Vimeo unveils content monetization models
Creative director of film and video Jeremy Boxer (pictured) says the newly released Tip Jar service and the upcoming pay-to-view feature will aim to help content creators cash in on the growing digital market.
With the launch of its new Tip Jar feature Wednesday, video-sharing website Vimeo became the latest player to attempt to unlock the secret of how content creators can cash in on the young, but rapidly growing digital market.
Similar to traditional crowdsourcing models, such as Kickstarter and Indiegogo, Tip Jar allows creators who are Vimeo Pro and Plus users to upload their content and ask viewers to donate and support it.
“This is something our community has been asking for, for a number of years and something we’ve been working on for a very long time,” Jeremy Boxer, creative director of film and video at Vimeo tells Playback.
“Our dream was to enable creators to find and select their audiences and enable themselves to figure out monetization plans that make sense for the projects they have at hand,” he adds.
The Tip Jar service will see content creators take home 85 per cent of what they earn in donations, while Vimeo will pocket the remaining 15 per cent.
Creators will be paid through Paypal, and thus, non-American users will not be subject to financial or legal barriers, such as opening a U.S. bank account.
While content uploaders must be the creators of the videos they upload and hold the rights to them, Boxer says Vimeo is open to a wide range of video content, including shorts, webseries, animation, and perhaps even feature films.
“The service will open up the possibility for all types of new content that wouldn’t necessarily have picked us as a destination, and we do see the potential for it to open up for the feature content world,” he says.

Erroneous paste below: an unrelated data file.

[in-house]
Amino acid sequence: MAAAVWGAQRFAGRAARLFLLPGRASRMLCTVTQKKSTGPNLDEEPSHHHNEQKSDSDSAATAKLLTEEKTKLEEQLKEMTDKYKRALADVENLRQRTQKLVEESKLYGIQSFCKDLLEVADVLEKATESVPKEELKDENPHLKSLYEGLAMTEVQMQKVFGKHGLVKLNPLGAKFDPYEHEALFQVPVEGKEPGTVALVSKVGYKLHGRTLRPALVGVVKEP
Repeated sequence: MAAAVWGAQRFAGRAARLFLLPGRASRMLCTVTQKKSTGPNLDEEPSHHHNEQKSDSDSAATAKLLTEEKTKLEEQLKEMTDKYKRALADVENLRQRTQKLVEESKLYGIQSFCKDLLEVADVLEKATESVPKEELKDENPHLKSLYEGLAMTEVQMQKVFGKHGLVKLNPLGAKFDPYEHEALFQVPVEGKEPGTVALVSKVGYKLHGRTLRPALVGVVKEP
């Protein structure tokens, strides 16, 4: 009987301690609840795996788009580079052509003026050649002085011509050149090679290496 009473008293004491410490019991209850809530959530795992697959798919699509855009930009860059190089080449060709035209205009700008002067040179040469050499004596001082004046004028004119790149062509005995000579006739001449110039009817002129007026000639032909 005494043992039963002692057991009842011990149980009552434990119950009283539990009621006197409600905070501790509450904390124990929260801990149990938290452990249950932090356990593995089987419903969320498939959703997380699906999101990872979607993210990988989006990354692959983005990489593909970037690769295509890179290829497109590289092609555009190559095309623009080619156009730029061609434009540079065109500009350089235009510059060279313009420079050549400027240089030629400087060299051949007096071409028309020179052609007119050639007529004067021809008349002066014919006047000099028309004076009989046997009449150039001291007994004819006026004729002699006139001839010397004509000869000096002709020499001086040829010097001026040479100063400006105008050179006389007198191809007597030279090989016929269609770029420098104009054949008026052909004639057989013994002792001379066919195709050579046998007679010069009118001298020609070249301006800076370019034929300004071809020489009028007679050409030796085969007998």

“There are thousands upon thousands of films that make it into festivals yearly, but never make it into distribution. What we were looking at is to provide a solution for those films that have been orphaned by that procedure,” he adds.
To offer content creators even more options to monetize their work, Vimeo also announced Wednesday that it will be rolling out a pay-to-view service for Pro users, similar to traditional VOD models.
The feature, which is expected to be tested in beta with a curated set of videos during the fall, ahead of an early 2013 launch for all Pro users, will place control firmly in the hands of creators, allowing them to select pricing, rental duration, distribution locations and other settings for their content.
“It will enable the creators to build their [monetization] concepts based off of what kind of projects they have,” says Boxer.
“We see [both services] as for all different types of projects and durations. It’s not just going to be based on the traditional formats that are out there,” he adds.
Vimeo is home to 13 million registered users and receives 75 million unique monthly visitors – 3 million of which are Canadian.
Canadian content creators, such as Malcolm Sutherland, whose short Umbra won Best Animation at the 2012 Vimeo Festival and Awards, have already found success via Vimeo.
For more information about the Tip Jar or pay-to-view services, visit https://vimeo.com/blog/post:523, or watch the video below.